If life were an invitation into the boxing ring (of struggles), then first and foremost, are we bystanders or fighters? Are we in or out of the arena? In the words of Theodore Roosevelt, “it is not the critic who counts; not the man who points out how the strong man stumbles, or where the doer of deeds could have done them better. The credit belongs to the man who is actually in the arena, whose face is marred by dust and sweat and blood; who strives valiantly; who errs, who comes short again and again, because there is no effort without error and shortcoming; but who does actually strive to do the deeds; who knows great enthusiasms, the great devotions; who spends himself in a worthy cause; who at the best knows in the end the triumph of high achievement, and who at the worst, if he fails, at least fails while daring greatly, so that his place shall never be with those cold and timid souls who neither know victory nor defeat.”

There is value in daring greatly. On this difficult issue that has complexities to unpack on so many levels, it would require for us all to dare greatly to create conversations, to share openly and to slowly (but surely) shift our culture to be one built on compassion, forgiveness and empathy. In the time that followed my earlier piece entitled “Suicide: Let’s start with #howru”, I have received countless Facebook messages, emails and phone calls about what Solomon calls “the family secret that everyone has”. I would like to express my deepest gratitude to these many strangers and friends for their courage in sharing these uncomfortable, intimate stories of what might have been the darkest episodes of their life. It is in your daring greatly that I have written this piece.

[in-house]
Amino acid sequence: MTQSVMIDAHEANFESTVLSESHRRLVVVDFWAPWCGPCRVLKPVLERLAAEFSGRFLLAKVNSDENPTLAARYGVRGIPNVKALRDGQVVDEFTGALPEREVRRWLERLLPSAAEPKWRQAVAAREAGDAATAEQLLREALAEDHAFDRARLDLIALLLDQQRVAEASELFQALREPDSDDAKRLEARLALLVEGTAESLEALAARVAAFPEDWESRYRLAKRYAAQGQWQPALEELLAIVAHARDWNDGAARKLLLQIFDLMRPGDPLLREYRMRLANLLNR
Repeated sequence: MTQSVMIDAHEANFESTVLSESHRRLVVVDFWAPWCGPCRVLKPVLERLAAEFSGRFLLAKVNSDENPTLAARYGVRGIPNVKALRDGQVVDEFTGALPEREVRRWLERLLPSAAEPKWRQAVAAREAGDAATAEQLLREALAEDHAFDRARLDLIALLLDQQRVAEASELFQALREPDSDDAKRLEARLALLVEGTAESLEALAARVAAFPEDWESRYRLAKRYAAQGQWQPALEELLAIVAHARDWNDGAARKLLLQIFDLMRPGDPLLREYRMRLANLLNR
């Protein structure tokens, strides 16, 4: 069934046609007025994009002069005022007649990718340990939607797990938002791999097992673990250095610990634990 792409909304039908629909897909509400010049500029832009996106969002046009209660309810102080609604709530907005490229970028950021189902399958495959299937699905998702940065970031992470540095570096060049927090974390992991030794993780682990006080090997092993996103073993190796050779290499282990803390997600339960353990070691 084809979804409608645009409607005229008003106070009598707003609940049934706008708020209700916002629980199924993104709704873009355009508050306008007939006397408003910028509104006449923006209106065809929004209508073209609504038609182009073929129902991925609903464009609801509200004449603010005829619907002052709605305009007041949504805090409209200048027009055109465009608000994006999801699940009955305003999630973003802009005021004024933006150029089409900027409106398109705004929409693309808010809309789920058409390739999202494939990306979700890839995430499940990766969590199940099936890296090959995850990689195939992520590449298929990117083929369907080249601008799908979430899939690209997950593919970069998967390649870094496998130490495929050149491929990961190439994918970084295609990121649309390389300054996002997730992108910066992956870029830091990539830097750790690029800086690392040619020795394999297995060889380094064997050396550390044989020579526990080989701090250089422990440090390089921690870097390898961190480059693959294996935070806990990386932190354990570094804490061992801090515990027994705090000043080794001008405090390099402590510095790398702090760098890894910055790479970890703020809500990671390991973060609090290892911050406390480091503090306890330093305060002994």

I earlier wrote this with hesitation because I based it solely on my internalization of firsthand accounts that are not my own and my synthesis of present literature with little relevant academic background – to the highest level of clarity possible, though, I have found the courage to publish this final piece in a series of three pertaining to this difficult issue. (Borrowing much of this courage from the family, friends and strangers who have taught me the beauty of wholehearted living, and of daring greatly). Over the course of self-discovery while writing this piece, I have reaffirmed my conviction that if we are to find our way to loving ourselves and those around more deeply, vulnerability is going to be the path that leads us onwards.

The last time I was this vulnerable was when I picked up the mic on stage right before shaving for Hair for Hope and then braving the shaver. Hands cold, sweating inside and voice shaking too slightly for anyone to tell; I was afraid. Once more, as I step into this uncomfortable arena for a hustle that will leave me marred by dust and sweat and blood, I am reaching a hand out to invite you into the arena with me and it is in my deepest hopes that we all find courage to live wholeheartedly in our lives that lie ahead. I hope for cor (heart and courage) for us, to all dare greatly.

Do not hesitate to write to me: